Daniel Harding was due to conduct the LSO in two concerts at the Barbican, each devoted to a single Czech composer: Dvořák and then Janáček. In the event illness kept him from the first of these (11th October) and his place was taken by the orchestra’s assistant conductor, Michal Dworzynski. The prospect of hearing Harding conduct Dvořák had been an intriguing one, since it was far from obvious how the musical personalities of conductor and composer would mesh (and in that respect at least, the Janáček evening seemed a much safer bet). In fact the main draw was the chance to hear Pierre-Laurent Aimard in Dvořák’s Piano Concerto. Aimard, of course, is best known as a hugely persuasive advocate of contemporary music, and for a long time he seemed to be invited to play little else. In recent years, however, he has been able to extend his concert repertoire to show that the keen musical imagination and secure technique that have enabled him to attract new audiences to Ligeti and Boulez also make him an exceptionally interesting interpreter of classical and romantic works. Just as there are many who would have remained cold to the musical avant-garde had they not been introduced to it by hearing Aimard, so there must be more than a few avant-gardistes he has now bought to Dvořák.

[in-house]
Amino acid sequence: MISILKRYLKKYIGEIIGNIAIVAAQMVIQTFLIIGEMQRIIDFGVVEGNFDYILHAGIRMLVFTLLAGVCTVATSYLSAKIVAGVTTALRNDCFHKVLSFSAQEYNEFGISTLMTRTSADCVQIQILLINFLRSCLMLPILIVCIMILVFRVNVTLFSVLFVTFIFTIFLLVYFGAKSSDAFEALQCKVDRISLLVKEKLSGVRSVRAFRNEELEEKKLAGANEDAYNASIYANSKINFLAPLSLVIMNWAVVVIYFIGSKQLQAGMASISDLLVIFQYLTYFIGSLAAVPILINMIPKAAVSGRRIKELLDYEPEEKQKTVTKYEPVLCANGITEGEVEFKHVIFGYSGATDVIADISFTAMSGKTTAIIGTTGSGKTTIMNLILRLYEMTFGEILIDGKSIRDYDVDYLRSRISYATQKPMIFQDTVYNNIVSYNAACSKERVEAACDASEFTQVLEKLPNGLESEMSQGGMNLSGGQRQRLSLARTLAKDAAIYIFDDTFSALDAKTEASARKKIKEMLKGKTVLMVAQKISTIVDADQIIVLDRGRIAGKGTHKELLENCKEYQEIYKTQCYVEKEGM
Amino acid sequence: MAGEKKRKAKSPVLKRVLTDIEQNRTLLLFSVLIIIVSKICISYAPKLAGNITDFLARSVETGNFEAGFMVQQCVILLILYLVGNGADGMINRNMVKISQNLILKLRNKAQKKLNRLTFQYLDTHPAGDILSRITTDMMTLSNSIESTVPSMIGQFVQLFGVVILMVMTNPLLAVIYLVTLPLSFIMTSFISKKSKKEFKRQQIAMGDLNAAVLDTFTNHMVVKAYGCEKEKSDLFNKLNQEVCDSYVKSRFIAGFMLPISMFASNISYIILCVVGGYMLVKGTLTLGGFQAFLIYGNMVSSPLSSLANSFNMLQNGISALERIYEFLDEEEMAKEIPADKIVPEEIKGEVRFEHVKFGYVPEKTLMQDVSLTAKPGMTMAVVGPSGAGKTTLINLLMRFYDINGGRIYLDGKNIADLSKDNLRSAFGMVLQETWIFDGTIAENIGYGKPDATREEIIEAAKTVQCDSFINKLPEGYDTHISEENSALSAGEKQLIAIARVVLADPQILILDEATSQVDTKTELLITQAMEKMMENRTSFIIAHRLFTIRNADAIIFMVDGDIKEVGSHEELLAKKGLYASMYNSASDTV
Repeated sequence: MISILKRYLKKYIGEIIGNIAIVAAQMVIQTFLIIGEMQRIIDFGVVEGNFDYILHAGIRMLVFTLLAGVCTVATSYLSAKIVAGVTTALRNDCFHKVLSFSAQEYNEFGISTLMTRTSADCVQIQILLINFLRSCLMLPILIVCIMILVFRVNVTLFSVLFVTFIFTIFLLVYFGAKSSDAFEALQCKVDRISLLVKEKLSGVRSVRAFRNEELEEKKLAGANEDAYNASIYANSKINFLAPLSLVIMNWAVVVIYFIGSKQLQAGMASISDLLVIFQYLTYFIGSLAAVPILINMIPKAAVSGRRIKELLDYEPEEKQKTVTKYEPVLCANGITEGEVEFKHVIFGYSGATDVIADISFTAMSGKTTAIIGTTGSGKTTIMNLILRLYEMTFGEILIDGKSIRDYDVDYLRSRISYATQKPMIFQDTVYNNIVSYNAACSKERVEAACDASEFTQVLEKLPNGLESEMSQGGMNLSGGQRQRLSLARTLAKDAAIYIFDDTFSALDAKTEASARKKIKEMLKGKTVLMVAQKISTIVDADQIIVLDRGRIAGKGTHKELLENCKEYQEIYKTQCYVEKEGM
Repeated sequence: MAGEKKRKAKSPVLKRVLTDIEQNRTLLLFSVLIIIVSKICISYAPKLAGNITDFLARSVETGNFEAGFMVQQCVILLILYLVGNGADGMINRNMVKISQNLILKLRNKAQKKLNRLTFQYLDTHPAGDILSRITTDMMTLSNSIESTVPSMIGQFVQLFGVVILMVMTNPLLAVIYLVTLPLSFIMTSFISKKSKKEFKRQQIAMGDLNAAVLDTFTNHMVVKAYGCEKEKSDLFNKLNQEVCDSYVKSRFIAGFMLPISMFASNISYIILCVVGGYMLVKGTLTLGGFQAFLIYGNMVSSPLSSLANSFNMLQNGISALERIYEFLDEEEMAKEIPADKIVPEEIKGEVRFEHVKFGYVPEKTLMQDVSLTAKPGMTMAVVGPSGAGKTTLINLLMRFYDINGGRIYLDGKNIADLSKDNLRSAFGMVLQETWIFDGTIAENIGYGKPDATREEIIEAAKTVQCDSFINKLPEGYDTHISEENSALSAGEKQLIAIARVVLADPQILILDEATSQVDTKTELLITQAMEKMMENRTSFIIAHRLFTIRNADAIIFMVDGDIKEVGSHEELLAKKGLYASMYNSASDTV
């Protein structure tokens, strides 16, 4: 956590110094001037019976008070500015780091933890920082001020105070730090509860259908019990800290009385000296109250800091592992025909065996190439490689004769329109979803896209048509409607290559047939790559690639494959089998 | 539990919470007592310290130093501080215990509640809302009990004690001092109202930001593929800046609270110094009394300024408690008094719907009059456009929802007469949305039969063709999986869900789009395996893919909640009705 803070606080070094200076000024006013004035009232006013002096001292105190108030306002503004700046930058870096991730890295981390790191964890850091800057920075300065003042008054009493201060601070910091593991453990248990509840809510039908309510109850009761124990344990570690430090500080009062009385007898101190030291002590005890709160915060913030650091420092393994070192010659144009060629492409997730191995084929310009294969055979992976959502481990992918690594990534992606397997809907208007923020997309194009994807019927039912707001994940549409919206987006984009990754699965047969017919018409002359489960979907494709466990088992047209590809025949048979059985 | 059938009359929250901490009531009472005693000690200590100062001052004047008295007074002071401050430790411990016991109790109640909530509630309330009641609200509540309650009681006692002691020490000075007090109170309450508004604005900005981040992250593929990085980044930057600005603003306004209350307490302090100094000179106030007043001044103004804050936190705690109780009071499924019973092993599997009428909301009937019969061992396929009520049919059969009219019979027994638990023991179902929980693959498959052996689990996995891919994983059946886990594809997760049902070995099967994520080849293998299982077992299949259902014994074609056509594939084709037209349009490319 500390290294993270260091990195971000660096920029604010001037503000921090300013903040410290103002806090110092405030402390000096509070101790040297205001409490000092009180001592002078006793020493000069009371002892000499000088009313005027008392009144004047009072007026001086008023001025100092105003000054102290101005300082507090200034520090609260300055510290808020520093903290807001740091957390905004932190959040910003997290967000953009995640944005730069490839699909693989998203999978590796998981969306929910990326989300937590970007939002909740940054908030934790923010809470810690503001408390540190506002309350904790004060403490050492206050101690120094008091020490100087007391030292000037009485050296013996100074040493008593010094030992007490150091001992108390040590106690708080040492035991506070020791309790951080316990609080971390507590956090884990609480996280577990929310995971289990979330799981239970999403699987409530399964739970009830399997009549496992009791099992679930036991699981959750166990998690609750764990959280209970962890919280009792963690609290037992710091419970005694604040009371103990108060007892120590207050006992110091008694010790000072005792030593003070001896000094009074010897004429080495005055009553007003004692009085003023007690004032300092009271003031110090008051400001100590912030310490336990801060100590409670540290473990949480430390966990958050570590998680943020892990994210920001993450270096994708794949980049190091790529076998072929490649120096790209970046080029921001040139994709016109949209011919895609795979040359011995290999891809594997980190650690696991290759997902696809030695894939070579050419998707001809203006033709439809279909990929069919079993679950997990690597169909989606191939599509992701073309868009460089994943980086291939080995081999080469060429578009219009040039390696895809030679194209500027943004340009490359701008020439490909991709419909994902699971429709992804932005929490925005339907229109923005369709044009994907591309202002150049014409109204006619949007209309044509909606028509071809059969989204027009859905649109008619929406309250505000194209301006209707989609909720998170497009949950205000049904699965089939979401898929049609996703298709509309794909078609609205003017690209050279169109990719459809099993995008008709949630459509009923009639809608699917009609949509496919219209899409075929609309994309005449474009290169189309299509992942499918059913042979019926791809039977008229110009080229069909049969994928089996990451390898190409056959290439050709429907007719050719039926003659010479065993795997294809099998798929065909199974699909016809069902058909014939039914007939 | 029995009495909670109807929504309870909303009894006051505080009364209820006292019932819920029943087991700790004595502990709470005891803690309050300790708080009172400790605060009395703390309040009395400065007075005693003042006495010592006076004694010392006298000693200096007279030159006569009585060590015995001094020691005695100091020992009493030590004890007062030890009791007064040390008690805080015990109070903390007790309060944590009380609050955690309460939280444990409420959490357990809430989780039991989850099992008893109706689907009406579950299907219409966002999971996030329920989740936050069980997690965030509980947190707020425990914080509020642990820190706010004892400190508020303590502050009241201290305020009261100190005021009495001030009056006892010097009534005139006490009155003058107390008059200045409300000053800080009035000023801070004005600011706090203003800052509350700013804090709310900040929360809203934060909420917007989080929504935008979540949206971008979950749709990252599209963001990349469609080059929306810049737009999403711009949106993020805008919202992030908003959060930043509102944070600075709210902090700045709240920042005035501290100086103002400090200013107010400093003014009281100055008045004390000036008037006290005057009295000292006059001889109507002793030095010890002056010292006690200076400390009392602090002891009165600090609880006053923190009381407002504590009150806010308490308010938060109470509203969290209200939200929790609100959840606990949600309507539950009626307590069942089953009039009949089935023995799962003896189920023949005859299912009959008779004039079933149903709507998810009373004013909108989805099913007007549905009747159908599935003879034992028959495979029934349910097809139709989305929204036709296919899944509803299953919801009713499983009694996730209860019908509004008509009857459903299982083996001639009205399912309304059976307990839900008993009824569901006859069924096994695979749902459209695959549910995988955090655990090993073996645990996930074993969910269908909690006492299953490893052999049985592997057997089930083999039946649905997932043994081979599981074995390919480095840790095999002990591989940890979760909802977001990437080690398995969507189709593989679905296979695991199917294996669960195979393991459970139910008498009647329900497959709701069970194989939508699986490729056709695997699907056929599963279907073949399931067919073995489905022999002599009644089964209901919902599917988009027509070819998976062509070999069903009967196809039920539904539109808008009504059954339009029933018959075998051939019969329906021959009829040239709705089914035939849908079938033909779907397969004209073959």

If few pianists have the Dvořák concerto in their repertoire, even fewer conductors do, and it would have been to Dworzynski’s credit that he was up to conducting it at short notice had the results been no more than competent. As it was, the performance was staggeringly good – indeed, in the same league as that of the eighth symphony which followed after the interval, and to say that is high praise indeed. I confess that I had not heard of Dworzynski before the announcement that he was to replace Harding, even though this is his second year in post, which he took up after winning the Donatella Flick conducting competition in October 2006. On the strength of this concert, at least, I will be more excited to hear the LSO under the baton of this Polish 28 year-old than under those of its various principle conductors.
Certainly the orchestra responded to him as I have heard them do to few others. Throughout their playing a combination of beauty, alertness, and flexibility that was really quite special.…